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Sculpting the Eyes

Eyes are, as they are for human beings, the most important part of the doll. The look reveals the soul, or it doesn’t. Eyes can also be so remarkably evocative that we can associate them to a certain style . Take a look, for instance, at the eyes of Mr. Bill Nelson’s dolls which always emanate such tenderness.

Personally, I don’t use manufactured eyes for my dolls, I prefer to paint them myself. It is a real challenge for me to be able to reveal, by a few tiny details, the emotion of the doll.

Several doll artists such as Nancy Wiley, Helen Kish, E.J. Taylor, Van Craig, Antonette Cely have chosen to paint their dolls’ eyes. Whatever technique they use, their eyes invite you to look deeper.

When your doll is completed, watch its eyes and ask yourself: Are they talking to me?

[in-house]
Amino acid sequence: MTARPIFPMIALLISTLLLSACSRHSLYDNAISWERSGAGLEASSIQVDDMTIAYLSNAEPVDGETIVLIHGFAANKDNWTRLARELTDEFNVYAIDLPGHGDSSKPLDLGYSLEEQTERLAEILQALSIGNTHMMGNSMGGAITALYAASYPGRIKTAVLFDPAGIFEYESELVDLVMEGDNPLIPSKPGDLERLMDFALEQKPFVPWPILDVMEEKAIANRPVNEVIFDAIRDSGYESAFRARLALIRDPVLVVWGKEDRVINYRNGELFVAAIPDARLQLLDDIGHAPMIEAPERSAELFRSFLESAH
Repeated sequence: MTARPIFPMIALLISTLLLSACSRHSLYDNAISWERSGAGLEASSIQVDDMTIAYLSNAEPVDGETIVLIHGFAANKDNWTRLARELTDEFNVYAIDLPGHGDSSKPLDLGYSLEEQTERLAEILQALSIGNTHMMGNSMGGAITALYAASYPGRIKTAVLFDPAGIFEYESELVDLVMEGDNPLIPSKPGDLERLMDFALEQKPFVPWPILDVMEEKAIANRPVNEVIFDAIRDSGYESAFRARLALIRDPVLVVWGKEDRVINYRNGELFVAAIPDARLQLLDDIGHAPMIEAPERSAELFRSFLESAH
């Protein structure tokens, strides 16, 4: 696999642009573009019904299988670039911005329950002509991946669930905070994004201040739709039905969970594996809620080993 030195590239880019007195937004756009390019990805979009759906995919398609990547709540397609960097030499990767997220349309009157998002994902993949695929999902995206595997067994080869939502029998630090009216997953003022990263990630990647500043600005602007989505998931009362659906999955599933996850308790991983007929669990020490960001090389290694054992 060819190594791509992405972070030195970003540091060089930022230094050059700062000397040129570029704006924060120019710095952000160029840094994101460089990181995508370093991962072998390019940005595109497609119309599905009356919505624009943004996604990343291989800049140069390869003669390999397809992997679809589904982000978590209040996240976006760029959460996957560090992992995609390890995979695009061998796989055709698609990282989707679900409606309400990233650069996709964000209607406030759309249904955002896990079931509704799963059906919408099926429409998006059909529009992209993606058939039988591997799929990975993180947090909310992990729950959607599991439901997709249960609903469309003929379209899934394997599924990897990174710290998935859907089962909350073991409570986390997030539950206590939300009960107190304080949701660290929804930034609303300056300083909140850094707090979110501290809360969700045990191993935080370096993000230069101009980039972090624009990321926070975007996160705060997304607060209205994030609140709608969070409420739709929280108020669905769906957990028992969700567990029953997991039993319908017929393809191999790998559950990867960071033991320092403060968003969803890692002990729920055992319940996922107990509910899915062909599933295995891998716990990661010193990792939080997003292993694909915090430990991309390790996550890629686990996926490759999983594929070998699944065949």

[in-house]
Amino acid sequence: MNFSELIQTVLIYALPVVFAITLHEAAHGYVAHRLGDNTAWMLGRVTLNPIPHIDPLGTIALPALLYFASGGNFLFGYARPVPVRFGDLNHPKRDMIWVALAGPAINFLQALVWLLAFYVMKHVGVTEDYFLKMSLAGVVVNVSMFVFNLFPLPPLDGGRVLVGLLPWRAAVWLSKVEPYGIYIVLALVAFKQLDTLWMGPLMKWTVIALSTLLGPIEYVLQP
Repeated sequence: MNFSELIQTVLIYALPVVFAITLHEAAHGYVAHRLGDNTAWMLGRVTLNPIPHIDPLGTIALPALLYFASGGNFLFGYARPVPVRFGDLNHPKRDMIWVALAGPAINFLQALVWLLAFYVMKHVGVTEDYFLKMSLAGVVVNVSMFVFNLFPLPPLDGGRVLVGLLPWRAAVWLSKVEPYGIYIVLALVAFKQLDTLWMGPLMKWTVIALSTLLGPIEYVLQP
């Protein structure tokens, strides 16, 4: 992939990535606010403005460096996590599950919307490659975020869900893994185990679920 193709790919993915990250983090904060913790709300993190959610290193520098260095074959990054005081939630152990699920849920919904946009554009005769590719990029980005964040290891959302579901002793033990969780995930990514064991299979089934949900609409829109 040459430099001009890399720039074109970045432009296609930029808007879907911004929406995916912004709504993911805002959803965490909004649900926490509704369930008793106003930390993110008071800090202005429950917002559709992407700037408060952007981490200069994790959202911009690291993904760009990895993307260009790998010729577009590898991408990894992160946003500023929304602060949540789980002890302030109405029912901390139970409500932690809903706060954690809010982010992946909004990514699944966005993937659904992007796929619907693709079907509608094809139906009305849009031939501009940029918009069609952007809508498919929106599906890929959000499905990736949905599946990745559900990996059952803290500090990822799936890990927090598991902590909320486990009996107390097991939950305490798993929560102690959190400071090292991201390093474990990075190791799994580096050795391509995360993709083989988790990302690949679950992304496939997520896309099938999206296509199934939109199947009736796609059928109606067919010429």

1. You know how difficult it is sometimes to sculpt the eyes and the eyebrow and get the right shape of the eyeball.

2. To make it easier, you can model small balls with the product you use (paperclay, papier maché or polymer clays). Bake them separately in the oven (beware not to use your regular oven to avoid toxic fumes, especially for polymers*). Let dry.

3. Place the balls into the head of your doll and start modeling the eyebrow around them and then sculpt the rest of the face. You are ready now to bake the head and start painting the eyes.

* If you are concerned with the possible toxicity of the new clays and want to know how to bake them, you will get accurate information on this subject in New Clays for Dollmaking, by Mimi and Jim Winer (Mimi’s Books and Patterns) and in Fantastic Figures, by NIADA member, the late doll artist Susanna Oroyan (C & T Publishing).


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